“Hello!” he’d said. “What’s new?”
And, because I’d just come from my encounter with young Lincoln and was still fairly unmoored, I kind of blurted out, “My wife and I are having a baby!” And my client broke into a broad grin and raised his hand and we did that kind of hybrid overhead high- five handshake grasp. Then the doors opened, other people got on, break for commercial, move on.
The spontaneous, joyous way he reacted made me imagine I’d told him some of our history. When our Lincoln died it knocked me out of work for a while, and for a while after that I felt like everybody could see through me and I really can’t remember what I’d said to whom, so when he asked me, you know, after the commercial break, if I knew what I was having, I just forged ahead.
“Another boy,” I said.
“Wow,” he replied.
“Yeah. Four in a row,” I said.
At this, his brow furrowed as he did the math. Two boys from a previous marriage. One on the way. So…
“Did I?—have you?—I can’t remember if I—” I began incoherently before finally setting a course and taking it. “Last summer we lost a baby.”
My client’s hand shot to my shoulder, landed there lightly and then withdrew. It was such a compassionate, tentative, respectful gesture-it felt to me like what I might have done in his place.
“I’m so sorry,” he said.
“Thanks,” I said. “It was ten days before his due date, he just got his cord caught under his arm and—that was that.”
We walked along and talked a little about birth and grief. He told me what he thought. He listened to what I thought. That’s all you need from a client or a friend.
Then we got to the restaurant, a newish place in town, with long community tables set close together in an open room. And this is where I feel the script writers get a little heavy-handed.
I heard something drop to the floor at the table behind ours—it sounded like someone had sent a cellphone skittering off. But when I reached under my chair to get it, it was a toy car. And when I turned to give it back, I came face to face with this adorable child with deep brown eyes and a glorious shock of thick brown hair. Next to him was a woman I know from my kids’ school.
She introduced me to the kid—let’s call him Apollo—and the kid’s mom, Leto; she explained how we knew each other and she asked after the missus and how was the pregnancy going and so forth. The she said:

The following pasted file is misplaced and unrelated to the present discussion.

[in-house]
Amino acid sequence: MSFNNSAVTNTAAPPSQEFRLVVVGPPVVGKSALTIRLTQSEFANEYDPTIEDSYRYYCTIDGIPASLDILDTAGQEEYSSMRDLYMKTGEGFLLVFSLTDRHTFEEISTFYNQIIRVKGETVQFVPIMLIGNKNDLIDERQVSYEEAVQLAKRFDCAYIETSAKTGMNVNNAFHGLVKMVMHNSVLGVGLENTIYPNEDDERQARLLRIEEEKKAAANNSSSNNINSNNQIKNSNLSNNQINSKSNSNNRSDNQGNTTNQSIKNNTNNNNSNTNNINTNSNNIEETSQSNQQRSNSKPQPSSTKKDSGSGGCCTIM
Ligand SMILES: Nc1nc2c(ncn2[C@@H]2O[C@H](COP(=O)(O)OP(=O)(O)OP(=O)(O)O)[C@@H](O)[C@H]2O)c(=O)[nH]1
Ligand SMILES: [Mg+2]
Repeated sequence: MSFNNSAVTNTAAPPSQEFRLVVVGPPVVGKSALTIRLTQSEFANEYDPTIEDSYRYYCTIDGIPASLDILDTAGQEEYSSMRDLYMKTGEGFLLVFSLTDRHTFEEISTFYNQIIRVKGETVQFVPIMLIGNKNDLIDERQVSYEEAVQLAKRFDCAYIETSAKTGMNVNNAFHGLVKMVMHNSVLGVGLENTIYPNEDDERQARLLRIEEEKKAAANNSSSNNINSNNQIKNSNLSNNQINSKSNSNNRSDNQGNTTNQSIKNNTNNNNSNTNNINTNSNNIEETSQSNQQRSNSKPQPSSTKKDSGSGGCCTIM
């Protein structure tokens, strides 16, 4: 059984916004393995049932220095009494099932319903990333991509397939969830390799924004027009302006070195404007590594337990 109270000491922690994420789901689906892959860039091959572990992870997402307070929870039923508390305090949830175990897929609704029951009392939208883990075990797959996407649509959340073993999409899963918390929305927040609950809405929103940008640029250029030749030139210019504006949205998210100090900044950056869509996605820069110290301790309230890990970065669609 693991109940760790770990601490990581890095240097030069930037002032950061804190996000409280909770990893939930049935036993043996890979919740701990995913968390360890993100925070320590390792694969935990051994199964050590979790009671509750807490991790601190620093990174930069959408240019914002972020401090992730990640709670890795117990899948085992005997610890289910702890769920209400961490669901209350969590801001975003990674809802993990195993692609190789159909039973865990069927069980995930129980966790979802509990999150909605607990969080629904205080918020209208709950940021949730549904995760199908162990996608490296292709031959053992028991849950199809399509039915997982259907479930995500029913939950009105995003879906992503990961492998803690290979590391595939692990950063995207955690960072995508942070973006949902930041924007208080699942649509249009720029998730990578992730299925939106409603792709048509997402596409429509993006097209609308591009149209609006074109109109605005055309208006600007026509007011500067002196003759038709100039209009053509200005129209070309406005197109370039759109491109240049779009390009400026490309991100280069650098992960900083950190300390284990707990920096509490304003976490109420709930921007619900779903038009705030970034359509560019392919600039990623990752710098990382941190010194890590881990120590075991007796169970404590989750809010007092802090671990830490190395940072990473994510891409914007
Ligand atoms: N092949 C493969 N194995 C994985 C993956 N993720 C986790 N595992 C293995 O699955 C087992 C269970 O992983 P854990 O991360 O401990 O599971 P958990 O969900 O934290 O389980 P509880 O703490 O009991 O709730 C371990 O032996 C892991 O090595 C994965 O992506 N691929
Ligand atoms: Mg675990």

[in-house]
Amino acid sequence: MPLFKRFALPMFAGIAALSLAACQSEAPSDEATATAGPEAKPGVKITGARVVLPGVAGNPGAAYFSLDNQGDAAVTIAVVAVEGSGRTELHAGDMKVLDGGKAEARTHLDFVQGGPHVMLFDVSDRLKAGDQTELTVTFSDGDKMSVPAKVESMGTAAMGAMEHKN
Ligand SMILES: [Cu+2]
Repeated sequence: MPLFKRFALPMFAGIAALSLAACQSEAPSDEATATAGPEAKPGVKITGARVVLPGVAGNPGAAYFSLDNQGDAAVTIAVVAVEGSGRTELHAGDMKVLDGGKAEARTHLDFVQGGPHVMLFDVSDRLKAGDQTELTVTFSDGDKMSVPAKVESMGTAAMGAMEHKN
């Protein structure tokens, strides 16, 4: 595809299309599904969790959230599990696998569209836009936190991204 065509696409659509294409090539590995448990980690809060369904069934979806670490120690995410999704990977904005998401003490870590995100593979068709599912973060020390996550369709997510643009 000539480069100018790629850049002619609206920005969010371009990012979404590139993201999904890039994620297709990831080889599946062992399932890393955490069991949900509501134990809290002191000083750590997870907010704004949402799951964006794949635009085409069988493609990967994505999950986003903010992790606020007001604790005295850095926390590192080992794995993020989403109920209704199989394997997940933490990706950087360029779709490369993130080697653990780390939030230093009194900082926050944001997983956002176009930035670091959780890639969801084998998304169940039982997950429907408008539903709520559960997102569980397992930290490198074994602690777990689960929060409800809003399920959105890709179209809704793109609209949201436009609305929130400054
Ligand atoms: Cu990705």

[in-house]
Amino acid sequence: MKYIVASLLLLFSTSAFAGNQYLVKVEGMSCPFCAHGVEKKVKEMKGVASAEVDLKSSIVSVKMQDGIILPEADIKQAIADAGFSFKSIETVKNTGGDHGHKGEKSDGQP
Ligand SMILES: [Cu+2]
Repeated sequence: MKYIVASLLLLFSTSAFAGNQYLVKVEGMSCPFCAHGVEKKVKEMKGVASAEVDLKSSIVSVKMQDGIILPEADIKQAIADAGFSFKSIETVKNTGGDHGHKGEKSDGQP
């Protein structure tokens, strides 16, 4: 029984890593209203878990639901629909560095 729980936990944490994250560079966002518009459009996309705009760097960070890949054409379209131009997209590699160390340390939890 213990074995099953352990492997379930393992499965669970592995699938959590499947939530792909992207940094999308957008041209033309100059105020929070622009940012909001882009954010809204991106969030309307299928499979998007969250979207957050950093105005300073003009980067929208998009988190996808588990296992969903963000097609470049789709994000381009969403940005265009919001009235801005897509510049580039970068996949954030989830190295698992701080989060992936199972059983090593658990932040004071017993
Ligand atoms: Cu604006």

“You know, Leto had a stillborn baby a few years ago.”
Leto and I looked at each other wide-eyed.
“Did you…lose a baby, too,” she said.
“Yes,” I said. “Last summer.”
“How are you doing?” she said, this near total stranger, and her hand reached out for mine. I took her hand and let go, then regretted letting go so soon and reached out and took it again and we both laughed. It was a little laugh of recognition, I suppose, as if we discovered that we did know each other a little, after all, as if we both got the joke. Due to my condition (see “An Episode You Won’t Want to Miss” 9/26/07), I had begun excreting an profusion of lacrimal fluid which had exceeded the margins of the palpebrae and begun coursing down my cheeks, which I cleared with a few wipes from my napkin.
My friend apologized for bringing up a sad topic, but I said it was nice to have a chance to talk about it. Then Leto said:
“People worry about making you sad, but they can’t really make you sad. You’re already there.”
I loved that. We talked a little more—about Apollo, about time spent waiting, time spent hiding out indoors—but that was the best, the idea that you could recast a vulnerability as a kind of super-power. It made me feel less like a middle-aged man prone to tears and more like, “I am Lachrymo from the planet Pleuron! You cannot make me sad.”
Anyway, I spent the rest of the day waiting for the theme to crop up again but, apart from discovering that another client went to Lincoln High as a boy, there was nothing. If life were really like ER, there’d be at least one more moment, like me coming home to the missus, who waves to me from the porch, seven months pregnant, and asks, “How was your day?”
Cue the music. Run the credits.